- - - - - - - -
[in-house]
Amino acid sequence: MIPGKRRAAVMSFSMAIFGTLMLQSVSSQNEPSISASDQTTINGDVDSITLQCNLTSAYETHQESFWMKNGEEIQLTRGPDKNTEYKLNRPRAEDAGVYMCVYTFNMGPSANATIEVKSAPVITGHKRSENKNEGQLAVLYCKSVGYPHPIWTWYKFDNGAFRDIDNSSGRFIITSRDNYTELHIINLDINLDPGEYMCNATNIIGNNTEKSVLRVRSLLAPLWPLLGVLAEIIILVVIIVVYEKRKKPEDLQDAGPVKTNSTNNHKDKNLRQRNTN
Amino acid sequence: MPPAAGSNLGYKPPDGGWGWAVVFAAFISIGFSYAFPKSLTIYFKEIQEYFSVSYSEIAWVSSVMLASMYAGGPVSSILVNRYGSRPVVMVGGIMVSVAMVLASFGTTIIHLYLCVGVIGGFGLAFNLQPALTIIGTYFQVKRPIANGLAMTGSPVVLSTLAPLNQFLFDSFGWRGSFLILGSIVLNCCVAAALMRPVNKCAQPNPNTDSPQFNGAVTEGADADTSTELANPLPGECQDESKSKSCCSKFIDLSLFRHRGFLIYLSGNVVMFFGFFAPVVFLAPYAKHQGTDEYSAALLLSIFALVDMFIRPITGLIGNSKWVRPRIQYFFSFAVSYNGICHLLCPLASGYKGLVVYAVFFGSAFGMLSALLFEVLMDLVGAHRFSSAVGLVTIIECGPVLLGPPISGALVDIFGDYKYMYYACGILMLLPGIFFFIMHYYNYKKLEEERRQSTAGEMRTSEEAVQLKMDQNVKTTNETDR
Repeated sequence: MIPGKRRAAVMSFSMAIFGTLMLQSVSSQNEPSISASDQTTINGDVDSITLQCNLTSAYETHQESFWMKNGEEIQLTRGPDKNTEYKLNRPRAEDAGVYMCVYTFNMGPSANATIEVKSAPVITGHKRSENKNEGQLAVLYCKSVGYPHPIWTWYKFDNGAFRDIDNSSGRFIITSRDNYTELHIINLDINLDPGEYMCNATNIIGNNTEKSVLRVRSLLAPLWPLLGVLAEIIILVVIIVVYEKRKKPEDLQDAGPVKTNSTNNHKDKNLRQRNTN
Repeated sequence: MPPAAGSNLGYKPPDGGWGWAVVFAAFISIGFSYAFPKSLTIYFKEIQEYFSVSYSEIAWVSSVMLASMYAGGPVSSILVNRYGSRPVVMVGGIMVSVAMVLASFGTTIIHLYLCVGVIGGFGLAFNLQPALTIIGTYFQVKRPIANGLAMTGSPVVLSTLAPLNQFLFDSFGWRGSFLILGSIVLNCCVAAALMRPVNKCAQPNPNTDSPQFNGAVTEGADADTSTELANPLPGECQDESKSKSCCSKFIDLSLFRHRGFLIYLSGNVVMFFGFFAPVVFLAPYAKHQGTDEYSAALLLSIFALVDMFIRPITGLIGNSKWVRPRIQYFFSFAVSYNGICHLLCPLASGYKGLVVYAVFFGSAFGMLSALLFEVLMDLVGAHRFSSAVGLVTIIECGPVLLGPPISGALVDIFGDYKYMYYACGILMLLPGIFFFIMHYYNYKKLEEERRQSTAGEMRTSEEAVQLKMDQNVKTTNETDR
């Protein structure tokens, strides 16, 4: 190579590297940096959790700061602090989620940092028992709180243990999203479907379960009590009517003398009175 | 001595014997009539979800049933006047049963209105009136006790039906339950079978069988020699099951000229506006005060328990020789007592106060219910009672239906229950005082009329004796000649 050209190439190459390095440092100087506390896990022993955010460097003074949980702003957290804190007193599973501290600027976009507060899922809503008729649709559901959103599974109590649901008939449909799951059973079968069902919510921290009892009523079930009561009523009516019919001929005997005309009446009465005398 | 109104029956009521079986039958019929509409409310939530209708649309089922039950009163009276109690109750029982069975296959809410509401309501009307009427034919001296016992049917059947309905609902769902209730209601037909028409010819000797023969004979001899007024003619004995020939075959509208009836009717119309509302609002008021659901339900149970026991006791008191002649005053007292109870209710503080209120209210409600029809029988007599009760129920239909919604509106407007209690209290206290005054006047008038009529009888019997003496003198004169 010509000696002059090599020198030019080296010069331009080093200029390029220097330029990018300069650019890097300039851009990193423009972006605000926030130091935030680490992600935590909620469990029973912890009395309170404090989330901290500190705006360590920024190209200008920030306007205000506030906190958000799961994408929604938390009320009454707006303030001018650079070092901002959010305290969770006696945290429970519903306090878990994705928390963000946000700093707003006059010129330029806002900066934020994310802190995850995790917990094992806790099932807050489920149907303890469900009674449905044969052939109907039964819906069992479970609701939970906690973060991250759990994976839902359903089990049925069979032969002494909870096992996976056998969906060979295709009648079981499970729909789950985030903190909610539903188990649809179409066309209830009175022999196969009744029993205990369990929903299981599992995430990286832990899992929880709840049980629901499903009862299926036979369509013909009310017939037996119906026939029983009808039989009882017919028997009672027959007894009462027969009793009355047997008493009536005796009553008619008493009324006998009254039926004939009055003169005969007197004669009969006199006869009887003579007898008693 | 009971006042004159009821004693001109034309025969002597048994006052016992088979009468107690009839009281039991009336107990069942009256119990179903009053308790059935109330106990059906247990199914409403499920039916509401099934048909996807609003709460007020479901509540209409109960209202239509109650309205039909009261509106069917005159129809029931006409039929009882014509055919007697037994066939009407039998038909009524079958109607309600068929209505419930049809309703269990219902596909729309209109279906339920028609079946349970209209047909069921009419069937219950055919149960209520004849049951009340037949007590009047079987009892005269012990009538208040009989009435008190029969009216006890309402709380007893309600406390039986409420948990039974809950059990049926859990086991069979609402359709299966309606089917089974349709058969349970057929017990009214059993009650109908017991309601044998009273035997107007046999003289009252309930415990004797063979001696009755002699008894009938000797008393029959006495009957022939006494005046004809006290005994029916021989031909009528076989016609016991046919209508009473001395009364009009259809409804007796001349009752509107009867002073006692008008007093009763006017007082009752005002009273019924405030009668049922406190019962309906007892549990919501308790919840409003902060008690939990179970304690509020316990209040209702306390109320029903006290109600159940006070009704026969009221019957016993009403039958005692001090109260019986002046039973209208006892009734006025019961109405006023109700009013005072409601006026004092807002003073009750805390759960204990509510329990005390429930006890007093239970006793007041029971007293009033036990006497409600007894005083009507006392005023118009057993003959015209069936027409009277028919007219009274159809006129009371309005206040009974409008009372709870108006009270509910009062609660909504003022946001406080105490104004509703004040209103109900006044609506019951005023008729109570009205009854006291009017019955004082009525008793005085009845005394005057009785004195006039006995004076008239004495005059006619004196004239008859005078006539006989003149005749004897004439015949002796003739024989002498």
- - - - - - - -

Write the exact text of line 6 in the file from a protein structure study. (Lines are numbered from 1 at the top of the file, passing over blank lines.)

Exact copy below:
């Protein structure tokens, strides 16, 4: 190579590297940096959790700061602090989620940092028992709180243990999203479907379960009590009517003398009175 | 001595014997009539979800049933006047049963209105009136006790039906339950079978069988020699099951000229506006005060328990020789007592106060219910009672239906229950005082009329004796000649 050209190439190459390095440092100087506390896990022993955010460097003074949980702003957290804190007193599973501290600027976009507060899922809503008729649709559901959103599974109590649901008939449909799951059973079968069902919510921290009892009523079930009561009523009516019919001929005997005309009446009465005398 | 109104029956009521079986039958019929509409409310939530209708649309089922039950009163009276109690109750029982069975296959809410509401309501009307009427034919001296016992049917059947309905609902769902209730209601037909028409010819000797023969004979001899007024003619004995020939075959509208009836009717119309509302609002008021659901339900149970026991006791008191002649005053007292109870209710503080209120209210409600029809029988007599009760129920239909919604509106407007209690209290206290005054006047008038009529009888019997003496003198004169 010509000696002059090599020198030019080296010069331009080093200029390029220097330029990018300069650019890097300039851009990193423009972006605000926030130091935030680490992600935590909620469990029973912890009395309170404090989330901290500190705006360590920024190209200008920030306007205000506030906190958000799961994408929604938390009320009454707006303030001018650079070092901002959010305290969770006696945290429970519903306090878990994705928390963000946000700093707003006059010129330029806002900066934020994310802190995850995790917990094992806790099932807050489920149907303890469900009674449905044969052939109907039964819906069992479970609701939970906690973060991250759990994976839902359903089990049925069979032969002494909870096992996976056998969906060979295709009648079981499970729909789950985030903190909610539903188990649809179409066309209830009175022999196969009744029993205990369990929903299981599992995430990286832990899992929880709840049980629901499903009862299926036979369509013909009310017939037996119906026939029983009808039989009882017919028997009672027959007894009462027969009793009355047997008493009536005796009553008619008493009324006998009254039926004939009055003169005969007197004669009969006199006869009887003579007898008693 | 009971006042004159009821004693001109034309025969002597048994006052016992088979009468107690009839009281039991009336107990069942009256119990179903009053308790059935109330106990059906247990199914409403499920039916509401099934048909996807609003709460007020479901509540209409109960209202239509109650309205039909009261509106069917005159129809029931006409039929009882014509055919007697037994066939009407039998038909009524079958109607309600068929209505419930049809309703269990219902596909729309209109279906339920028609079946349970209209047909069921009419069937219950055919149960209520004849049951009340037949007590009047079987009892005269012990009538208040009989009435008190029969009216006890309402709380007893309600406390039986409420948990039974809950059990049926859990086991069979609402359709299966309606089917089974349709058969349970057929017990009214059993009650109908017991309601044998009273035997107007046999003289009252309930415990004797063979001696009755002699008894009938000797008393029959006495009957022939006494005046004809006290005994029916021989031909009528076989016609016991046919209508009473001395009364009009259809409804007796001349009752509107009867002073006692008008007093009763006017007082009752005002009273019924405030009668049922406190019962309906007892549990919501308790919840409003902060008690939990179970304690509020316990209040209702306390109320029903006290109600159940006070009704026969009221019957016993009403039958005692001090109260019986002046039973209208006892009734006025019961109405006023109700009013005072409601006026004092807002003073009750805390759960204990509510329990005390429930006890007093239970006793007041029971007293009033036990006497409600007894005083009507006392005023118009057993003959015209069936027409009277028919007219009274159809006129009371309005206040009974409008009372709870108006009270509910009062609660909504003022946001406080105490104004509703004040209103109900006044609506019951005023008729109570009205009854006291009017019955004082009525008793005085009845005394005057009785004195006039006995004076008239004495005059006619004196004239008859005078006539006989003149005749004897004439015949002796003739024989002498």